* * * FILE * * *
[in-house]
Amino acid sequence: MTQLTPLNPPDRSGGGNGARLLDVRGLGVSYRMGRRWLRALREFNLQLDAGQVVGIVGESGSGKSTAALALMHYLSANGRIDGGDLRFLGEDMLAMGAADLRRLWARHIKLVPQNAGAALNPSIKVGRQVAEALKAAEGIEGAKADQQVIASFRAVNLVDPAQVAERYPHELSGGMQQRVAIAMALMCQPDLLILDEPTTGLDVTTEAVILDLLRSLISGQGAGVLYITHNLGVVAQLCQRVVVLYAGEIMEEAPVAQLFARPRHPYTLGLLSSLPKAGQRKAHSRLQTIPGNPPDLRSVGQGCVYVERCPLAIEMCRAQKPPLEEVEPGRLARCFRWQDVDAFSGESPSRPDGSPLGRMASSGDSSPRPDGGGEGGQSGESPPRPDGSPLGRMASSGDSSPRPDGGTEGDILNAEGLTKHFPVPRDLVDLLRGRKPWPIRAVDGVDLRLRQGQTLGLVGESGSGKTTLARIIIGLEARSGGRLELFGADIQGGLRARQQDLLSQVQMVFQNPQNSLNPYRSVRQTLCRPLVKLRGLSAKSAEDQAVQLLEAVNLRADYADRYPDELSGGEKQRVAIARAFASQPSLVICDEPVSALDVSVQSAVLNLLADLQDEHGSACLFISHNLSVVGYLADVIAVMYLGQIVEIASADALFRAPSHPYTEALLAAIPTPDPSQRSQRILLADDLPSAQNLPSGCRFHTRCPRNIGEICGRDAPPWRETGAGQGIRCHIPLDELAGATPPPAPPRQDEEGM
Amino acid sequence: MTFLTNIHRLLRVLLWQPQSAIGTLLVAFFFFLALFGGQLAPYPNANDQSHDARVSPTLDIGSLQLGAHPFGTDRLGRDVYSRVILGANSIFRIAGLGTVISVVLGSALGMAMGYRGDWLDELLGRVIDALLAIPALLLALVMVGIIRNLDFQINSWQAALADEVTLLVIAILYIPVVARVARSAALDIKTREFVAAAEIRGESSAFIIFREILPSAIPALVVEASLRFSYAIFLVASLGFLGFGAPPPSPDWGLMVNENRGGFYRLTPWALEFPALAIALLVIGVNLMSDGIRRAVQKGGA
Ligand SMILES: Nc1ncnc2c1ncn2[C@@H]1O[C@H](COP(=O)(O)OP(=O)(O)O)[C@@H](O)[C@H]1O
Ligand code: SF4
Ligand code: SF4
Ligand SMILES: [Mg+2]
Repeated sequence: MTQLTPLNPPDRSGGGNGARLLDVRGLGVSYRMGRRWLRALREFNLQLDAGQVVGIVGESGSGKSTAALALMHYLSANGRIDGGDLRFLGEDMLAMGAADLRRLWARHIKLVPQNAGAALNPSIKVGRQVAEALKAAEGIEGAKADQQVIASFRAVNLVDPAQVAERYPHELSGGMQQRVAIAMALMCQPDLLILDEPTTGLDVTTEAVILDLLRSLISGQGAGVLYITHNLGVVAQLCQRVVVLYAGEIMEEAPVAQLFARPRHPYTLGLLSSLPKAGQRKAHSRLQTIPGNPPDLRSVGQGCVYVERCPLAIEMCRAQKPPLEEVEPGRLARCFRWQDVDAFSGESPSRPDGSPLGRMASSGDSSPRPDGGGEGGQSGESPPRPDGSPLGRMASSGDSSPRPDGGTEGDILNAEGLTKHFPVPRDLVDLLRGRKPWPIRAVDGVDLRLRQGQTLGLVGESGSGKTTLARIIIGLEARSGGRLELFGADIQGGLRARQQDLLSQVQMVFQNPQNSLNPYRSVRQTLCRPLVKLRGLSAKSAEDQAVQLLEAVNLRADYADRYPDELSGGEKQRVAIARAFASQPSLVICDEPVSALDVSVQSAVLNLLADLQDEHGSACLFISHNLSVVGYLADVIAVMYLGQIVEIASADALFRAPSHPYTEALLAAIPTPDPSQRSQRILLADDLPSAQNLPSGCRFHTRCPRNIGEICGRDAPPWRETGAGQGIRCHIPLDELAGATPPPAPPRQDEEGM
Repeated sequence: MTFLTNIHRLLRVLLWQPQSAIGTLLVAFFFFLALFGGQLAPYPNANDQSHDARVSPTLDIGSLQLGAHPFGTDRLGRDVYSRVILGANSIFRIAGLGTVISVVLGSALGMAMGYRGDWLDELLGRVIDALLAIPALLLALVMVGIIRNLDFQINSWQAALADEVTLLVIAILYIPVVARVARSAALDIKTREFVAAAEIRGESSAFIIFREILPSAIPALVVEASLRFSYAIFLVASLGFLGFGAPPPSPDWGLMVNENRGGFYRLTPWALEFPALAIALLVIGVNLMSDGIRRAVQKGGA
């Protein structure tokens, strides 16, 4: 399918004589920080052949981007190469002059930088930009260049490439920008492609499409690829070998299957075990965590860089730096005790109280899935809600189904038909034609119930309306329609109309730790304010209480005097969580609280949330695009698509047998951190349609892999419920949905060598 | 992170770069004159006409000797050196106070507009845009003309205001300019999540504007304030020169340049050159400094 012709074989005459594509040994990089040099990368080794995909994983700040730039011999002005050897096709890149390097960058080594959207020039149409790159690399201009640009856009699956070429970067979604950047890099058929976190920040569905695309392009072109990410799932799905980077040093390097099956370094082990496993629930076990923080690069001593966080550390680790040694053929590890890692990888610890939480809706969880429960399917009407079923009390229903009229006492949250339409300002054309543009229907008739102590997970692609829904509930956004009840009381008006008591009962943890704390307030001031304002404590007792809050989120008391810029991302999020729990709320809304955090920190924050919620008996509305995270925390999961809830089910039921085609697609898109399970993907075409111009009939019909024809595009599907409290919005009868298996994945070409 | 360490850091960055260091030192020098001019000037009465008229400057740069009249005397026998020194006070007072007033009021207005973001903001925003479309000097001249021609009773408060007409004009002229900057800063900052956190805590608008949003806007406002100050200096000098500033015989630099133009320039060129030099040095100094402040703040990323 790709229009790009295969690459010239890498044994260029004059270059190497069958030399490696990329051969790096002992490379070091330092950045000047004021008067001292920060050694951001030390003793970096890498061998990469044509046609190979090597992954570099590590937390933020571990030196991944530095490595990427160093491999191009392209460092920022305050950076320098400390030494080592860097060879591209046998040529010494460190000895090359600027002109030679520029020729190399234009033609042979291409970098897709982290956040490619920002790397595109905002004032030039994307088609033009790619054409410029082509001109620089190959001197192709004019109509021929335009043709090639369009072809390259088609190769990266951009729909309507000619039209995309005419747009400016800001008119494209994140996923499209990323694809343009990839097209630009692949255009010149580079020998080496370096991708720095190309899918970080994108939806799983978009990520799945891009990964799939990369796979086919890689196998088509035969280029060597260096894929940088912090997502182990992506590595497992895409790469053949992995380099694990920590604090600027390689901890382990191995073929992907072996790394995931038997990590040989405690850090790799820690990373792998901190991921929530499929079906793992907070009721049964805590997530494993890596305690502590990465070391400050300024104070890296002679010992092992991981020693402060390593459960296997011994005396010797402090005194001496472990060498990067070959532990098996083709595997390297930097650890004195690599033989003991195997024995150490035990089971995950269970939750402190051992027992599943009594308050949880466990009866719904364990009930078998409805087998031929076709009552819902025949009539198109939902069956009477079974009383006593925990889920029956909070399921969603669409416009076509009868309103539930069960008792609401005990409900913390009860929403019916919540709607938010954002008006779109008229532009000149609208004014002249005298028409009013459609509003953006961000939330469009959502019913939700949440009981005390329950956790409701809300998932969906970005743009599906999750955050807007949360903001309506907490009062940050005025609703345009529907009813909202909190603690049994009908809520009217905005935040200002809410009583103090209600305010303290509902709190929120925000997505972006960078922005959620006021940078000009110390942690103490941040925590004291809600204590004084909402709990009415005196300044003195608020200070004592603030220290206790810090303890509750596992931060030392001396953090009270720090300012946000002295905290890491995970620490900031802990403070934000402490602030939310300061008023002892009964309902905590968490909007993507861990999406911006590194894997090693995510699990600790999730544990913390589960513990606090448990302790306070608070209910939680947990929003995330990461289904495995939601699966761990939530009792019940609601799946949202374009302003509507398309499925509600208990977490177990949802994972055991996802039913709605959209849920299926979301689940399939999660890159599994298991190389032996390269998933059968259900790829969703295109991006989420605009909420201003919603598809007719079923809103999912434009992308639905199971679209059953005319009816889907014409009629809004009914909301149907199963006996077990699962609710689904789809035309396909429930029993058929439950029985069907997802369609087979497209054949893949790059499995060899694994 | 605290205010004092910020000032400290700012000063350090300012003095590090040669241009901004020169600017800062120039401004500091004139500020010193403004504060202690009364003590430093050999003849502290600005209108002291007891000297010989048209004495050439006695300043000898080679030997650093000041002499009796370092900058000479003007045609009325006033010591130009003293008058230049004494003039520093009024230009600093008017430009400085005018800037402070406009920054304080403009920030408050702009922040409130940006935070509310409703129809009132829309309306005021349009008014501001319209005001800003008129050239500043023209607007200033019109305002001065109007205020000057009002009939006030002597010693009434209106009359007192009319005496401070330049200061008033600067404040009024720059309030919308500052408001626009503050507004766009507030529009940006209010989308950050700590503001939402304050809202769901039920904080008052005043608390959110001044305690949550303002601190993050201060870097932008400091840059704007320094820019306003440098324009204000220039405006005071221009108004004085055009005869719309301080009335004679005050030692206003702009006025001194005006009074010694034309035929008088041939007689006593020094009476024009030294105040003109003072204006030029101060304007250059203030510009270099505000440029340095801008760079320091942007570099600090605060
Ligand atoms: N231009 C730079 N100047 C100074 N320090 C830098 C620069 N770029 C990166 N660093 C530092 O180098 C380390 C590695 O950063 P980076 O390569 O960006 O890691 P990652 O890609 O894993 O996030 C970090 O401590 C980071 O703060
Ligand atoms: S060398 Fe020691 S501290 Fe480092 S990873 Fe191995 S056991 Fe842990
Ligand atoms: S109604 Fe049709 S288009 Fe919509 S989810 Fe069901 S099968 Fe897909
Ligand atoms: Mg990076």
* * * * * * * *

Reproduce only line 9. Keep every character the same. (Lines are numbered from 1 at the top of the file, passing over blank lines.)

Repeated sequence: MTFLTNIHRLLRVLLWQPQSAIGTLLVAFFFFLALFGGQLAPYPNANDQSHDARVSPTLDIGSLQLGAHPFGTDRLGRDVYSRVILGANSIFRIAGLGTVISVVLGSALGMAMGYRGDWLDELLGRVIDALLAIPALLLALVMVGIIRNLDFQINSWQAALADEVTLLVIAILYIPVVARVARSAALDIKTREFVAAAEIRGESSAFIIFREILPSAIPALVVEASLRFSYAIFLVASLGFLGFGAPPPSPDWGLMVNENRGGFYRLTPWALEFPALAIALLVIGVNLMSDGIRRAVQKGGA